Ryan Reynolds is one step closer to Oscar
We have seen an unprecedented amount of hustle and thirst from Ryan Reynolds this award season as he pushes Deadpool as the year’s most improbable contender. And, well, it’s working, because besides those Golden Globe nominations, Deadpool has also bagged a Writers’ Guild and now a Producers’ Guild nomination. The PGA is a particularly good indicator for Oscar—watch who wins at the PGA and SAG to handicap your office Oscar ballot—as the producers’ branch is one of the biggest in the Academy.
The knee-jerk reaction is to dismiss Deadpool’s Oscar chances outside of the VFX and maybe sound categories, but 2016 was a weak year for film. There were good movies, but not ten solid good ones, which means the Academy—currently turning in nominations—is groping around for nominees this year. They’re not obligated to nominate ten movies, and I think it’s likely that the Best Picture breakdown is eight or nine films, probably the PGA list minus Deadpool, but as an outsider? On the chance of a surprise nomination?
Working for Deadpool is Ryan Reynolds himself, present and accounted for at every award season campaign stop, with his beautiful wife and adorable daughters in tow. Everyone knows the story of how hard Reynolds & Co. worked to get Deadpool made, how they gave up money in the budget to stay true to their R-rated dreams, which is the kind of “this movie was REAL WORK” story people like to hear come Oscar time. It’s a popular movie with a well-liked star and a scrappy backstory. If it weren’t a superhero movie, it’d be a shoo-in on that alone.
But of course, it is a superhero movie, and there is a STRONG anti-superhero streak in the Academy. The PGA nomination surprised me because there is a deep resentment for the superhero genre and how it has forced everyone to chase cinematic universes, and squeezed out investment in mid-range films as studios invest ever more in comic book properties. That’s why Marvel will never get a mainline Oscar nomination, and why they’ve never won even for VFX. There are people who HATE their impact and influence on the industry, and simply refuse to acknowledge them even if they do make a worthy movie.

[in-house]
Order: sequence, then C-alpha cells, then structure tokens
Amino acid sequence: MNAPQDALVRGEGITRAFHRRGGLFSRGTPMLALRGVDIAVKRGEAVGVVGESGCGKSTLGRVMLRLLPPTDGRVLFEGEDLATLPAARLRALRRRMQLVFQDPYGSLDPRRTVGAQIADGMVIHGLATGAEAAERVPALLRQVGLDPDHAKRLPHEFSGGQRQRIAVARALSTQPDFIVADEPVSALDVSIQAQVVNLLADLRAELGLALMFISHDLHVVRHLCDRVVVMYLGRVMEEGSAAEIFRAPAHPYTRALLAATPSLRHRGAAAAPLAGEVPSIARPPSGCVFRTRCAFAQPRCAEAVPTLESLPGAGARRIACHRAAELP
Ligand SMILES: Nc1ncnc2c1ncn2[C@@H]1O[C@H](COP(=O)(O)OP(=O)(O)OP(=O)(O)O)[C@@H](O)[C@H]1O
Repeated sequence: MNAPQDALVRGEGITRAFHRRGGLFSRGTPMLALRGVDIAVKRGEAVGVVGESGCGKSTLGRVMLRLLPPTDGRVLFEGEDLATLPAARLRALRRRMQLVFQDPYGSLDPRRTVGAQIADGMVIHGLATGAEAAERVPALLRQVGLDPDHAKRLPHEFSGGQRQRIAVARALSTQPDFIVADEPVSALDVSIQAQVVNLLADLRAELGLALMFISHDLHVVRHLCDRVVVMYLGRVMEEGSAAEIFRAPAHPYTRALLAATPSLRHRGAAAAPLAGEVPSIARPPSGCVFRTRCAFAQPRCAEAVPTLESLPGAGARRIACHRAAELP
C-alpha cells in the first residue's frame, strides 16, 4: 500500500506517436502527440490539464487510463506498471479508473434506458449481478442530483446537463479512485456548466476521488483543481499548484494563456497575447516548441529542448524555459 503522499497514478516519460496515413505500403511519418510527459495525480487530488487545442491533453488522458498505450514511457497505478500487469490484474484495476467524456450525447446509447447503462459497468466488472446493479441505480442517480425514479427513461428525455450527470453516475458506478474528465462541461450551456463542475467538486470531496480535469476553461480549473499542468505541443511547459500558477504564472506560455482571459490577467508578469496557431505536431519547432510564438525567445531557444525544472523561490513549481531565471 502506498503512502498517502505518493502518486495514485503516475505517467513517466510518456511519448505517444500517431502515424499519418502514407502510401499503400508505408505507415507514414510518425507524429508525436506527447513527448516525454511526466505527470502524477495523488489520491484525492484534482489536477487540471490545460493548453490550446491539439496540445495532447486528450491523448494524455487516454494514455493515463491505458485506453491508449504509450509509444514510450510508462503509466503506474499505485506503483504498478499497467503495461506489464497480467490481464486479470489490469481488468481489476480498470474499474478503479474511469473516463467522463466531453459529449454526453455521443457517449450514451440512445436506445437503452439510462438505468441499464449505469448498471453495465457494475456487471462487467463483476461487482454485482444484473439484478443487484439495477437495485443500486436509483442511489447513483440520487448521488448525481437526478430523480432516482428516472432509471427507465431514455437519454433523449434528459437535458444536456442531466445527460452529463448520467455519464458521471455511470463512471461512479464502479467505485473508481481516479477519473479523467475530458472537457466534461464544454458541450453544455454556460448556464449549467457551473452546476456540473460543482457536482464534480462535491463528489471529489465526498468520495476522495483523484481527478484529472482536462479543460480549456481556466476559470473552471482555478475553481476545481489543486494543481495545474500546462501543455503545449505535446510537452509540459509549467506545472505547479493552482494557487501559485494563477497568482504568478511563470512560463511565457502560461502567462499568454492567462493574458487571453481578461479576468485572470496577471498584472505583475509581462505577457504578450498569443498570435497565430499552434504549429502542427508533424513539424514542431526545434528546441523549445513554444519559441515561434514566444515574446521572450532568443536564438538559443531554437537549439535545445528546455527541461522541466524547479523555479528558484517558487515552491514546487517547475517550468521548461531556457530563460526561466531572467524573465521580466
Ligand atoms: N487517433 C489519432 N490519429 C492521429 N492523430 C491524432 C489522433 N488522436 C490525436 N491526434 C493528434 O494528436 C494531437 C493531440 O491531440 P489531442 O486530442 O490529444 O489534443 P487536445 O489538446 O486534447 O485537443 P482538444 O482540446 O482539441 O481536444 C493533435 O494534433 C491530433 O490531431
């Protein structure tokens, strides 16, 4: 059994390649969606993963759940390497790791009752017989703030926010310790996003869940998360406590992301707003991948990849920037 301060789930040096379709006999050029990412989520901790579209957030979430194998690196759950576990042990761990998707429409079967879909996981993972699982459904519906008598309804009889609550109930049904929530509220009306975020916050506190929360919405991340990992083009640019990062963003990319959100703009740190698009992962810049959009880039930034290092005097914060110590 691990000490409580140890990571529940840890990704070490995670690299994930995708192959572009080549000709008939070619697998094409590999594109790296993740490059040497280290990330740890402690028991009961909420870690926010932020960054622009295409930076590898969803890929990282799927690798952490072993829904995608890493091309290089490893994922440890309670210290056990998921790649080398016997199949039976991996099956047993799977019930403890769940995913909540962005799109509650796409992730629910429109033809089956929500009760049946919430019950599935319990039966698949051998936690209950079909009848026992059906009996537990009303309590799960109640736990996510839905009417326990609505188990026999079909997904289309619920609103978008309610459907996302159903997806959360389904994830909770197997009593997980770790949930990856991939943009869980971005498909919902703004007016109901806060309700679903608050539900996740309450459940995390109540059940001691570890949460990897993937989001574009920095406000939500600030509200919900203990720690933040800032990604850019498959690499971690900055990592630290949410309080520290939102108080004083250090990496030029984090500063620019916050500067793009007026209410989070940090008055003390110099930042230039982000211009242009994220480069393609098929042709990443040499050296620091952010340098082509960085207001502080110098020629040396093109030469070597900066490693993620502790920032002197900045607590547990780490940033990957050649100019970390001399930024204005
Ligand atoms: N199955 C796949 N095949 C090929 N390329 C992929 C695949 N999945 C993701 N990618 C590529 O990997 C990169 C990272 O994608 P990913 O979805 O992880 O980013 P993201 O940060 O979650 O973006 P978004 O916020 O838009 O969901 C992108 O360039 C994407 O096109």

And though Deadpool is technically Fox, that “Marvel” logo in front of the film will turn those people off. I think Reynolds knows that, which is why he’s been working so hard and focusing on the story of his personal struggle to get the movie made, fighting the studio the whole way, to paint Deadpool as an underdog that defied even the massive comic book machine. He’s made himself seem like one of them, struggling to nurture his vision through this inhospitable landscape, even though his movie really is just another franchise launching pad.
Which is Deadpool’s biggest hurdle—Deadpool itself. It doesn’t really hold up. It’s fun the first time, because it feels different and funny and Reynolds really is so good, but once you know the “trick” of it—the cursing and the violence—it’s just a standard superhero origin, and has all the standard problems of superhero movies: Underwritten female character, generic forgettable villain, choppy editing that undercuts emotional beats. I gave it a mostly positive review, but in hindsight I overrated it (as did everyone else). Fellow producers reward it for surviving development hell, but that might not be enough to impress the Academy, even in a weak year.
Here are Ryan Reynolds and Blake Lively last night after the Golden Globes.
Stefanie Keenan/ Kevin Winter/ Getty Images